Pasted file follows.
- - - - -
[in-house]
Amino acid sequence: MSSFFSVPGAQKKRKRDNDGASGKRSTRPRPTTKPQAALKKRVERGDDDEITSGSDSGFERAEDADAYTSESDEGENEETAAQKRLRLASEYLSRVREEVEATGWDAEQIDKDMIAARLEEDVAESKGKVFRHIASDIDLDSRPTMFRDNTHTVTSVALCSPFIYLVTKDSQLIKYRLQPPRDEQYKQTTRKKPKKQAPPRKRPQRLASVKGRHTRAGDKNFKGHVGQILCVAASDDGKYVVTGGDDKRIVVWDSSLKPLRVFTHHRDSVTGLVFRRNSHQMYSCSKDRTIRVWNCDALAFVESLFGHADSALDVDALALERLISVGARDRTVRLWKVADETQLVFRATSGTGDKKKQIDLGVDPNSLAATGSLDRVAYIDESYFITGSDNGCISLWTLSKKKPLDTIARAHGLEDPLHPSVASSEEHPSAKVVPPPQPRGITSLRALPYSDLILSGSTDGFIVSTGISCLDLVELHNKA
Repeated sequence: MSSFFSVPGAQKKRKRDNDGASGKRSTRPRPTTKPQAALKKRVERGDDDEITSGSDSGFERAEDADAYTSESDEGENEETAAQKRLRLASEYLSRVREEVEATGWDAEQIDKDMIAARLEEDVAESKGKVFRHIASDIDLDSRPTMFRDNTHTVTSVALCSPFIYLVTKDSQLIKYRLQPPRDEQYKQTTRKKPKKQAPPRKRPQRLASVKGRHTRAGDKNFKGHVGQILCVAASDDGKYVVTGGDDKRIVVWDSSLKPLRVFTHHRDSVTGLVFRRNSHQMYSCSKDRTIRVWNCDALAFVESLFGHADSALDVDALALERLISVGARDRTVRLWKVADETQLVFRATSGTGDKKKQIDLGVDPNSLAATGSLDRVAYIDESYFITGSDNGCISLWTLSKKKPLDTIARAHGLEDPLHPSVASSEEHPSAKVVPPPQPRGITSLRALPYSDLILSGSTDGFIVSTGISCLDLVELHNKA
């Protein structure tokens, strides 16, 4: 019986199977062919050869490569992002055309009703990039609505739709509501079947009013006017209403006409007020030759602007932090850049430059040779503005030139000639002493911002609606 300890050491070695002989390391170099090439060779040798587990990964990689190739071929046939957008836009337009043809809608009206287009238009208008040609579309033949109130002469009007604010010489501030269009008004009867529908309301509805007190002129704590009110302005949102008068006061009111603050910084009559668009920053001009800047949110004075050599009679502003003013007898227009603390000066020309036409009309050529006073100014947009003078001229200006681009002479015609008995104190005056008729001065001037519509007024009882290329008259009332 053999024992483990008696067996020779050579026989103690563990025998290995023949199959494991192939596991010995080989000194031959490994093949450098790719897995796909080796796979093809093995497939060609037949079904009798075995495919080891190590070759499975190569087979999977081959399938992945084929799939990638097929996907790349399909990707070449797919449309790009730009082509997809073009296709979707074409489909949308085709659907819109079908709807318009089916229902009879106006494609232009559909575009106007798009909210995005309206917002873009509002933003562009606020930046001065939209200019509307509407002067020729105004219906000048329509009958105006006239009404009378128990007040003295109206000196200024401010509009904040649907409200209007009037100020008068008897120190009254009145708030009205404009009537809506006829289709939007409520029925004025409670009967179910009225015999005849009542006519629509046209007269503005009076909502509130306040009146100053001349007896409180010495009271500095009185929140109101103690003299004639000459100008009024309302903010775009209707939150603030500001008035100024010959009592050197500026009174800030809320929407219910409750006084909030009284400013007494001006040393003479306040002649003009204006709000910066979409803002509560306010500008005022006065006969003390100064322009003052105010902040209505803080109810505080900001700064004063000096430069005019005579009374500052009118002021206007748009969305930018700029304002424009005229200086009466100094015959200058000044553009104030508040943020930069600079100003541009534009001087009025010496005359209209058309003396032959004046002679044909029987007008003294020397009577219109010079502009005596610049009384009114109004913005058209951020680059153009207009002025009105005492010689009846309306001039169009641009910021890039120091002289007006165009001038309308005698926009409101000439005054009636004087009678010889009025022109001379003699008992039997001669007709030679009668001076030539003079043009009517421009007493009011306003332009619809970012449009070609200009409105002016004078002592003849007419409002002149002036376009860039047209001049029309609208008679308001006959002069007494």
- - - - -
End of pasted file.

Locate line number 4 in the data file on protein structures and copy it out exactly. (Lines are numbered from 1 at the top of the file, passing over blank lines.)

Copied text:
């Protein structure tokens, strides 16, 4: 019986199977062919050869490569992002055309009703990039609505739709509501079947009013006017209403006409007020030759602007932090850049430059040779503005030139000639002493911002609606 300890050491070695002989390391170099090439060779040798587990990964990689190739071929046939957008836009337009043809809608009206287009238009208008040609579309033949109130002469009007604010010489501030269009008004009867529908309301509805007190002129704590009110302005949102008068006061009111603050910084009559668009920053001009800047949110004075050599009679502003003013007898227009603390000066020309036409009309050529006073100014947009003078001229200006681009002479015609008995104190005056008729001065001037519509007024009882290329008259009332 053999024992483990008696067996020779050579026989103690563990025998290995023949199959494991192939596991010995080989000194031959490994093949450098790719897995796909080796796979093809093995497939060609037949079904009798075995495919080891190590070759499975190569087979999977081959399938992945084929799939990638097929996907790349399909990707070449797919449309790009730009082509997809073009296709979707074409489909949308085709659907819109079908709807318009089916229902009879106006494609232009559909575009106007798009909210995005309206917002873009509002933003562009606020930046001065939209200019509307509407002067020729105004219906000048329509009958105006006239009404009378128990007040003295109206000196200024401010509009904040649907409200209007009037100020008068008897120190009254009145708030009205404009009537809506006829289709939007409520029925004025409670009967179910009225015999005849009542006519629509046209007269503005009076909502509130306040009146100053001349007896409180010495009271500095009185929140109101103690003299004639000459100008009024309302903010775009209707939150603030500001008035100024010959009592050197500026009174800030809320929407219910409750006084909030009284400013007494001006040393003479306040002649003009204006709000910066979409803002509560306010500008005022006065006969003390100064322009003052105010902040209505803080109810505080900001700064004063000096430069005019005579009374500052009118002021206007748009969305930018700029304002424009005229200086009466100094015959200058000044553009104030508040943020930069600079100003541009534009001087009025010496005359209209058309003396032959004046002679044909029987007008003294020397009577219109010079502009005596610049009384009114109004913005058209951020680059153009207009002025009105005492010689009846309306001039169009641009910021890039120091002289007006165009001038309308005698926009409101000439005054009636004087009678010889009025022109001379003699008992039997001669007709030679009668001076030539003079043009009517421009007493009011306003332009619809970012449009070609200009409105002016004078002592003849007419409002002149002036376009860039047209001049029309609208008679308001006959002069007494």